Kansas City Cold Weather Guide

February 23, 2023

Puppy in the snow

As much as we all love Kansas City and the many things it has to offer, temperature fluctuations can sometimes put a damper on plans. This is especially true in the winter, where we can expect to see a number of below 0-degree days. Before we dive into how to best manage these temps, first let’s chat about your dog.

Characteristics of your furry companion can impact how well they tolerate the cold.

Dog characteristics


Your dog’s breed definitely plays a role in how well they tolerate temperature changes. Northern breeds and those bred for cold temperatures tend to fare much better than breeds bred for warmer climates. The remaining characteristics often relate to the breed of dog.

Coat length

Heavy and thick-coated breeds tend to do better in colder climates than short-coated friends.


Larger dogs can often tolerate the cold better than their pint-sized companions.


Very young and very old dogs can have a harder time regulating temperature. Adolescent, fit, dogs tend to move more and generate more heat while out in the cold compared to dogs that move more slowly. Cold weather can also negatively impact chronic conditions such as arthritis.

Now that you have an idea of how your specific breed may fare during winter weather, here are some tips for adventuring in the cold.  

Pitbull walking in a sweater

Management strategies

  1. Limit time outside – Frostbite is a very real concern, especially on ears and toes. Limiting their time outside and doing more puzzles and indoor enrichment can be a great way to burn off some energy safely on extremely frigid days.
  2. Bundle up – Coats, sweaters, and paw booties can be great ways to allow your dog to spend some time outdoors safely. See some tips below on how to best prepare your pet for new equipment.
  3. Potty Areas – Sometimes the snow can pile up and make it harder for dogs to find an appropriate place to go. You may consider shoveling a smaller area in the grass near a patio or door to allow your dog to have access to an area to eliminate more quickly. Smaller dogs can especially benefit from this when the snow gets up to their bellies.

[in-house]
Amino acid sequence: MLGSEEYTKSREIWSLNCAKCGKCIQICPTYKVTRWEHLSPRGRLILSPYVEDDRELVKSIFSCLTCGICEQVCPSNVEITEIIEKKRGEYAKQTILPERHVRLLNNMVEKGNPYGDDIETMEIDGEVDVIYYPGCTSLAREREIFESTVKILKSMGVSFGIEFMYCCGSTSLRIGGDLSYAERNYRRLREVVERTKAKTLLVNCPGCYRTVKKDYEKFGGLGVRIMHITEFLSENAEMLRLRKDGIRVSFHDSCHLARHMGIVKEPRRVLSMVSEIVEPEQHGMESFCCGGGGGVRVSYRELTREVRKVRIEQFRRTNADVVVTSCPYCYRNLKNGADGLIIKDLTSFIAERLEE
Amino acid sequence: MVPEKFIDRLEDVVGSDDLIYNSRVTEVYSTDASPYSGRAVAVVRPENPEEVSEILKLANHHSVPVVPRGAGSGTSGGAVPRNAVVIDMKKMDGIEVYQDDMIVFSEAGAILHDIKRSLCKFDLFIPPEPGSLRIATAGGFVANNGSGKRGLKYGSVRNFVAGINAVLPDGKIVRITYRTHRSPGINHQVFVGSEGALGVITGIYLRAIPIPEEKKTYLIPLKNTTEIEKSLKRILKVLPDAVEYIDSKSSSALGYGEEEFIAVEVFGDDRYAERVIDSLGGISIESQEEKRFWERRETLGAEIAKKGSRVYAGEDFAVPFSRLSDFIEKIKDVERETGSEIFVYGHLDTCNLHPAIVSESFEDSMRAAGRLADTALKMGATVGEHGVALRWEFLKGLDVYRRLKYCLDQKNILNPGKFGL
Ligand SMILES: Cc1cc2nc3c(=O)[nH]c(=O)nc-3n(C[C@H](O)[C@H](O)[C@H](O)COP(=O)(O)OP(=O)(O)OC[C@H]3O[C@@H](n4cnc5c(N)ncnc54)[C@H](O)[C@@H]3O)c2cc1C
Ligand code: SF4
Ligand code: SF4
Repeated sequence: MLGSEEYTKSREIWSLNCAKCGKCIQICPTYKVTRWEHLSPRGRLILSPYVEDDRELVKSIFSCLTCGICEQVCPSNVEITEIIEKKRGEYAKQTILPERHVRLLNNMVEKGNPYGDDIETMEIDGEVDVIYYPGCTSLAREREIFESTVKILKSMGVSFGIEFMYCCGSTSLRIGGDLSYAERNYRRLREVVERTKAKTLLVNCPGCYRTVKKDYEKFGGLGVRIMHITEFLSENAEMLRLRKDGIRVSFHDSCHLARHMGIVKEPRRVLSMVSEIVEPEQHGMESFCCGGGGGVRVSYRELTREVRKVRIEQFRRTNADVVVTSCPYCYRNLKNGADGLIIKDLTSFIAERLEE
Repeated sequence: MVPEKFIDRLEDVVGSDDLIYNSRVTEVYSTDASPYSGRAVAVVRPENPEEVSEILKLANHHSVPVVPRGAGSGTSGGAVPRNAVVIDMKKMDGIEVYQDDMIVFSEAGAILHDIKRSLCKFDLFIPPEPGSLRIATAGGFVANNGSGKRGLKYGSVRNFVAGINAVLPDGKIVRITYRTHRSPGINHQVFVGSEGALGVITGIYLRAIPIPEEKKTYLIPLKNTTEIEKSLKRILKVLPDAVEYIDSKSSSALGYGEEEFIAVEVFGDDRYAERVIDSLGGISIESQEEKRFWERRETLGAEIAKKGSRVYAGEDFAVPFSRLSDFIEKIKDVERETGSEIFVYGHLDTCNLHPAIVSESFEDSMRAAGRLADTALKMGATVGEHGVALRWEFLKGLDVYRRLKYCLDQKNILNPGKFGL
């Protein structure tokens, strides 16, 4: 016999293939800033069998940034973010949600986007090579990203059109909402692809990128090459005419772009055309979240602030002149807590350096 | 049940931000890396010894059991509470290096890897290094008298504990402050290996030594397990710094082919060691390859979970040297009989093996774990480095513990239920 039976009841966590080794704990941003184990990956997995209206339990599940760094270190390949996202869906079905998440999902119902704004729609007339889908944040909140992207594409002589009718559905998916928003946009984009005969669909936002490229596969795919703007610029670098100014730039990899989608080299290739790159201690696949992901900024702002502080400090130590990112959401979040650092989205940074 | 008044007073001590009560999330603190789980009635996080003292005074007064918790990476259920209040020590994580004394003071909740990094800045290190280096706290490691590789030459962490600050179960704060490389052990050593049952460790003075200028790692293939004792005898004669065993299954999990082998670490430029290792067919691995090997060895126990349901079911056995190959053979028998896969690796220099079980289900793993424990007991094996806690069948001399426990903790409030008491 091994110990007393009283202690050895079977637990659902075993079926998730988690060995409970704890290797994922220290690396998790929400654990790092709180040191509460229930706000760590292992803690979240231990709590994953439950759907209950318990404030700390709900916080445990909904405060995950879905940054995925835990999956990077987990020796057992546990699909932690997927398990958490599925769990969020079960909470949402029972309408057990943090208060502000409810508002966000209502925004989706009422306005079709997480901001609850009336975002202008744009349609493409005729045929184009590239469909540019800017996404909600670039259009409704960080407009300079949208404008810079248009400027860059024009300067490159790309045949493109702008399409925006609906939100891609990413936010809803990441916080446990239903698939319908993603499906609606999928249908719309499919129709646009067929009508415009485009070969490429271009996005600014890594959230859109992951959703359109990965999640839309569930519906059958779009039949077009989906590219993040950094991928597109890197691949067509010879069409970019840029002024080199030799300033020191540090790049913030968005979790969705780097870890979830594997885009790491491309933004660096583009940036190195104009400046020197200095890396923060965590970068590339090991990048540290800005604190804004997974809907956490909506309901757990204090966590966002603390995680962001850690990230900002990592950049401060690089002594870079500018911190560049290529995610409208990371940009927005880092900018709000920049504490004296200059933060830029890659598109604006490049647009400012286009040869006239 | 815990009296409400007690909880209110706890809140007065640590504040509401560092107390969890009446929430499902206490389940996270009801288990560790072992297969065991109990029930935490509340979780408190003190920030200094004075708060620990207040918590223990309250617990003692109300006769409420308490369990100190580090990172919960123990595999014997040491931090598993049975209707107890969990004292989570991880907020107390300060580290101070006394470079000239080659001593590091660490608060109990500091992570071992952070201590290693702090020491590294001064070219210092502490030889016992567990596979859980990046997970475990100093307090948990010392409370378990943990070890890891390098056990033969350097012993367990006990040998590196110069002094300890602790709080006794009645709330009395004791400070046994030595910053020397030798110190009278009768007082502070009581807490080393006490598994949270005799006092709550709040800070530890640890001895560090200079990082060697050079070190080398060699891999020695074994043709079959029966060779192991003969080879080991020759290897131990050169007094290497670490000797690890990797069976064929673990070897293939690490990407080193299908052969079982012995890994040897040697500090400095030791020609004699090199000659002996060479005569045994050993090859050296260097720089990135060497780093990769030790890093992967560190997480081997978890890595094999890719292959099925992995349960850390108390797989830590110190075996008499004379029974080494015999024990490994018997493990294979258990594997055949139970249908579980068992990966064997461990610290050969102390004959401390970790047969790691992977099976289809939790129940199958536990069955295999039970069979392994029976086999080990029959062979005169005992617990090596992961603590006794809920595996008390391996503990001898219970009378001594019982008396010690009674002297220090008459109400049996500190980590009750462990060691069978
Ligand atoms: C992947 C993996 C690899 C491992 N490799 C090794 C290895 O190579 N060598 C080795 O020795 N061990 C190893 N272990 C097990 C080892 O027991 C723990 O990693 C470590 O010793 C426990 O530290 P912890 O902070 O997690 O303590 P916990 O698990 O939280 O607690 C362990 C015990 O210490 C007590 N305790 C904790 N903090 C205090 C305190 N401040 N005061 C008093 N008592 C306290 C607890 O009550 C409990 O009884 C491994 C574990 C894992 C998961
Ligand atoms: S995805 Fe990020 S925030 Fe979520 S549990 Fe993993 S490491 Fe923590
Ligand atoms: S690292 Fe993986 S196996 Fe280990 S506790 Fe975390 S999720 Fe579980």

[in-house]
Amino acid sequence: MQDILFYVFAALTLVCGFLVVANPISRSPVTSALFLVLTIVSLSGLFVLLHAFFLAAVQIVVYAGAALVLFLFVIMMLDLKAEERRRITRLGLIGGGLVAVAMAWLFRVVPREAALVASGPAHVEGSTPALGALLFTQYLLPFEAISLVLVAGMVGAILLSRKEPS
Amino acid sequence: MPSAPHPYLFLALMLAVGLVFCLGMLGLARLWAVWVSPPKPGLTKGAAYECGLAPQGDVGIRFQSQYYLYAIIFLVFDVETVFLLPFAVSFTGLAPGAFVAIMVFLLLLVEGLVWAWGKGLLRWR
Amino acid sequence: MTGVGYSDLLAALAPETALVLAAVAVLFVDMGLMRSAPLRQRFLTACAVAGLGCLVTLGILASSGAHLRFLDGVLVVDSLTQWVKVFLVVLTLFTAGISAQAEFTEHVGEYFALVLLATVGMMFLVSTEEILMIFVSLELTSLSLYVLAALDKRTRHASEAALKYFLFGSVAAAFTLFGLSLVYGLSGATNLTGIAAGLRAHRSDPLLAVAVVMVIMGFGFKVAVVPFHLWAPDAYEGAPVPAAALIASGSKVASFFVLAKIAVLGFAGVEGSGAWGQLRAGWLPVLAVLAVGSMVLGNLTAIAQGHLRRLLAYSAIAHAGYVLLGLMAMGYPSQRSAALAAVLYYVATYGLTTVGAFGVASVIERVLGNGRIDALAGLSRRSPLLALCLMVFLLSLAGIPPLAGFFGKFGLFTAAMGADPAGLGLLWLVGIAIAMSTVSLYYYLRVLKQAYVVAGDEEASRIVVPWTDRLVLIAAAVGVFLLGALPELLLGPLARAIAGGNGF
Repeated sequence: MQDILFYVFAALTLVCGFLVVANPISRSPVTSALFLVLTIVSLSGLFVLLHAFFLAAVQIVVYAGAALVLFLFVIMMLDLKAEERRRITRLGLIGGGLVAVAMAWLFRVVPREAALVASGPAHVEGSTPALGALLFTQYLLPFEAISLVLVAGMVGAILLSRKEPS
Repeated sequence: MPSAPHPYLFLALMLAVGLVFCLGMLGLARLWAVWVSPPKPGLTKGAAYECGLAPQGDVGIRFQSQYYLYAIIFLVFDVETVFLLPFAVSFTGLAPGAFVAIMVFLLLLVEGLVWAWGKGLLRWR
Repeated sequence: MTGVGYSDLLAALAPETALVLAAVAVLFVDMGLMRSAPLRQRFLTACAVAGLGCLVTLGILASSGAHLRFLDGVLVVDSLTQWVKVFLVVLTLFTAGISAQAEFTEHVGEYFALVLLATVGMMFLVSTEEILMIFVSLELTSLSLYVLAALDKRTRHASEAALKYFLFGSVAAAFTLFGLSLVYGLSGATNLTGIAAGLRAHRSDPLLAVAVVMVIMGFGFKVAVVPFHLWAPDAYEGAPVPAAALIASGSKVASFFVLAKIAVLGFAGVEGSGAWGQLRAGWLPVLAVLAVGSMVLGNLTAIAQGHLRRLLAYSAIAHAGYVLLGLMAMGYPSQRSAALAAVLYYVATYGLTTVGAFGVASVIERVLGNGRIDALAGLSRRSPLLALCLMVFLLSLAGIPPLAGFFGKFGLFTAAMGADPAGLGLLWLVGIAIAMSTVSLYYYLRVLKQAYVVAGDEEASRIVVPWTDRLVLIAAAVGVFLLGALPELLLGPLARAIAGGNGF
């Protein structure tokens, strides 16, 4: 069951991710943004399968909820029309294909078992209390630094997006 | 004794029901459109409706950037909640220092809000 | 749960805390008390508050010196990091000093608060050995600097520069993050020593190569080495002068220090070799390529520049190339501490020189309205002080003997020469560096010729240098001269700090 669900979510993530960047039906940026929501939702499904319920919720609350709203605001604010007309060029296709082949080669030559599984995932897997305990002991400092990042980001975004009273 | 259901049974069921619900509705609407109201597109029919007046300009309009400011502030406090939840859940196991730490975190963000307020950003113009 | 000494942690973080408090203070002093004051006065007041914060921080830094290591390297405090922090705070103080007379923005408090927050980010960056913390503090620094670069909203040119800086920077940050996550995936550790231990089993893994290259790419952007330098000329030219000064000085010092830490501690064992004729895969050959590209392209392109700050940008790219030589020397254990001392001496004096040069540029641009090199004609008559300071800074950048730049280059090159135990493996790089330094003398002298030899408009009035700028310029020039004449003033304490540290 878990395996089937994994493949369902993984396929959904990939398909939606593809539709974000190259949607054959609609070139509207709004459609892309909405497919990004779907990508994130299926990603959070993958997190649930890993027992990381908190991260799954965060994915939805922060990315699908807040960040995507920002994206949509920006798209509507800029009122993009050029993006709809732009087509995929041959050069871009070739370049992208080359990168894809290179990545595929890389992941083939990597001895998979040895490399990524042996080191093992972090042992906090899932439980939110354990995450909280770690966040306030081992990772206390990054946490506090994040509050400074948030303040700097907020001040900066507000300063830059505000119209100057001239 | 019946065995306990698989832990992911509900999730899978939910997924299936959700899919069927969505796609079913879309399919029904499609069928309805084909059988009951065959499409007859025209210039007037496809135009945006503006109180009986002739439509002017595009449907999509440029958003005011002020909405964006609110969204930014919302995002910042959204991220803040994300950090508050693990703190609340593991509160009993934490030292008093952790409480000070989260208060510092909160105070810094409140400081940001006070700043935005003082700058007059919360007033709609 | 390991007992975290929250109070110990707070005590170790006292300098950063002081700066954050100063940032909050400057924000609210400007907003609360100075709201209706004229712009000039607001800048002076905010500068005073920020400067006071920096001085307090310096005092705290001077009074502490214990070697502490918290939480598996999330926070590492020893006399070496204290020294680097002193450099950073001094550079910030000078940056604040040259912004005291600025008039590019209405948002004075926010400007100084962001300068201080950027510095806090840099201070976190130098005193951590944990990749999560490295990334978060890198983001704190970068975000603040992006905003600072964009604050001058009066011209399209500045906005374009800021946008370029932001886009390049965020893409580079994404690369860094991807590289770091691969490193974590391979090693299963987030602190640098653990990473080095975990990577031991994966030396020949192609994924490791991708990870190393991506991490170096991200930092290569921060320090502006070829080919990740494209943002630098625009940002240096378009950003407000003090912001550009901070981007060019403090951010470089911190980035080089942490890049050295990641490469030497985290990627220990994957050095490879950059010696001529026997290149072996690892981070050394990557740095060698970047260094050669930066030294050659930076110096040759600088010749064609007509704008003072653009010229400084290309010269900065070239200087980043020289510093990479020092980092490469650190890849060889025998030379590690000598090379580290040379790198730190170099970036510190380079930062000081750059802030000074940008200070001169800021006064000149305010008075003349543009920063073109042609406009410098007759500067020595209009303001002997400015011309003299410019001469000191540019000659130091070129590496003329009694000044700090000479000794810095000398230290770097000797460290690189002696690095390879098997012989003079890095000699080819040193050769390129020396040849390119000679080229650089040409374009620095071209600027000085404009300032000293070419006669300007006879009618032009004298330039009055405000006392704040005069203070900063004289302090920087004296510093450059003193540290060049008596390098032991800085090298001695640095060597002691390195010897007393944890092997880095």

4. Trim foot fur – Longer foot fur can trap and contain snow/ice, especially when the warm body heat melts the snow just enough to stick. Keeping toe fur trimmed to be even with the paw pads can prevent build-up and those notorious “snowballs.”

Safety tips

  • Be aware of salt products to melt ice. Some are dog safe and others are not. We recommend wiping down paw pads immediately when getting home from walks on sidewalks and roads.
  • Antifreeze is a killer. Small amounts of antifreeze can cause deadly effects in dogs. Get them to an emergency vet immediately if you suspect anti-freeze poisoning.
  • With our crazy temperature fluctuations in Kansas, be especially cautious of thin ice on ponds and lakes. Dogs can easily break through with disastrous effects.

How to prepare your dog for sweaters

We definitely recommend getting your dog used to new equipment prior to a deep freeze so you don’t need to rush through the process. We recommend introducing a marking word (similar to a clicker) to let the dog know that good things are coming (like food) during this process. We like to use the word “good” so you will see that through the rest of the tips.

  1. Allow your dog to sniff and interact with the item. If they independently approach you while holding it, provide a lot of praise.
  2. Reach toward your dog with the equipment. Say “good” and feed your dog as you approach with the item and as you complete each new step such as clipping it in place. If you notice that your dog backs away from the item or shows any other signs of discomfort, please slow down and allow your pet to get multiple positive interactions (food) while you work through the steps.
  3. Once the equipment is on, you may need to continue providing treats to fully allow your dog to get comfortable. The equipment may feel restrictive or at minimum, different, and we want to reassure them that everything is still okay!
  4. Each time you work through this process, you may be able to reduce the number of times you practice at each step and use fewer treats. 

Remember we always want to go at the dog’s pace, and if you need more specific training, reach out to our team, we can help!